And the second (probably worthless for others) thing I’ve found is I do deadlifts right before squats now. My form is way better when I do this. And my glutes are… ‘hyper activated’ so to speak. Even though my tired legs are weaker, I think it’s worth it for me

Squatting and deadlifting shouldn’t really cause any problems with your lower back, so i suspect the problem lies somewhere else.What position do you sleep in? A wrong sleeping position can cause lower back stiffness (and shoulder stiffness for that matter). The fact that your stiffness seems to fade away during the day indicates that this could be an issue.

I’ve also found that high rep hyperextensions do wonder for my lower back, I do two sets of roughly 40 reps at the end of my back and legs day.

reverse hyperextensions

If your lower back still hurts cut out deadlifts and just do squats.
If your lower back still hurts after that don’t squat either.

You will still make gains leg pressing and with rowing variations,
won’t have squatters ass, and will be doing your spinal cord and
cardiovascular system a favor.

Screw that friends don’t let friends leg press, I’m hardcore cuz I
squat and deadlifts attitude. Most people that do them are like you
and don’t do them right and hurt themselves.

[quote]davyboy wrote:
what caused it and got rid of it was basically streaching the shit out of the lats and glutes,supposedly oposite glute lat kinda work together and if there tight youl fell it in the lower back…i mean really streching lats,what works for me is use the close grip attachment your straps and hang,hang,hang for as long as you can…saw it on a dc training article…good luck[/quote]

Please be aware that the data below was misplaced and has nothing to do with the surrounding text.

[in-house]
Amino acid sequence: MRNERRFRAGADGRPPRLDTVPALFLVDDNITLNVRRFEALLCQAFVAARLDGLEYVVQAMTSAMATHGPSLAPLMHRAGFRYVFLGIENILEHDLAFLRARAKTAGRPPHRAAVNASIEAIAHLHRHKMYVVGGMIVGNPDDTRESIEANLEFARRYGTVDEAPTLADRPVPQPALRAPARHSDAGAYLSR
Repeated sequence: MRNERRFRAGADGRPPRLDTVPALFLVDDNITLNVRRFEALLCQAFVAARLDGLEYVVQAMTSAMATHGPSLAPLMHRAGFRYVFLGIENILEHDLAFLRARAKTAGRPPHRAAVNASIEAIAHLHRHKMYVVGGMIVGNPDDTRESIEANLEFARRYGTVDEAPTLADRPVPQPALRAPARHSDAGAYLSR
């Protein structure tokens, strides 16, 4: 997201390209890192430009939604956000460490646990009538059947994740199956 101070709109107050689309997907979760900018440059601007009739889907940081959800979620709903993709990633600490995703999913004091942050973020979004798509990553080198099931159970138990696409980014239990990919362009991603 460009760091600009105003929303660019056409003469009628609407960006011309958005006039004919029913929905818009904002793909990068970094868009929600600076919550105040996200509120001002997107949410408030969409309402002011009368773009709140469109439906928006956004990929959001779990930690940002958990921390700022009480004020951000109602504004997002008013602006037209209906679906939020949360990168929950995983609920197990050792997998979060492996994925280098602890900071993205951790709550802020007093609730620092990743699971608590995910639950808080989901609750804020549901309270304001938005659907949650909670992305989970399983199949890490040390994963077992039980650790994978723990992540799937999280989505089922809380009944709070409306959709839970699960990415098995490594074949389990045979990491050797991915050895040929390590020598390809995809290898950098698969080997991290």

The lower lats attack to the lower back fascia so that might also have something to do with it?

[quote]davyboy wrote:
had this problem tight,sore in the mornings etc, what caused it and got rid of it was basically streaching the shit out of the lats and glutes,supposedly oposite glute lat kinda work together and if there tight youl fell it in the lower back…i mean really streching lats,what works for me is use the close grip attachment your straps and hang,hang,hang for as long as you can…saw it on a dc training article…good luck[/quote]

it never really dawned on me that tight lats could contribute to the lower back. I need to stretch more on the lats, thks.

[quote]squating_bear wrote:

[quote]bluerock wrote:
If you do squats and DL regularly, you know the lower back takes a pounding so how do you take care of your lower back so it stays limber and injury-free?

Me, I like to stretch before and after a workout, and do some back extensions to get some circulation going. They say you shouldn’t really foam roll the lower back unless you do it gently and not actually roll on it. There’s some mornings when i wake up my lower back is really stiff but it gets better after a few hrs.

Is there anything else I could do to treat the lower back? [/quote]
There are so many stretches you could be doing, so what you’ve said is lacking some major detail

I guess hip flexors, hamstrings (2 types - legs together and legs spread), and lats are the big ones I’ve found - if that helps

(you can also get the hip flexors from different angles if you want to try it)
(…and lats of course)

I’ve also found some weird things, like when my lower back feels better after I stretch my chest…I’m probly just weird though

You also didn’t mention abs. Planks and ab rollers are classic.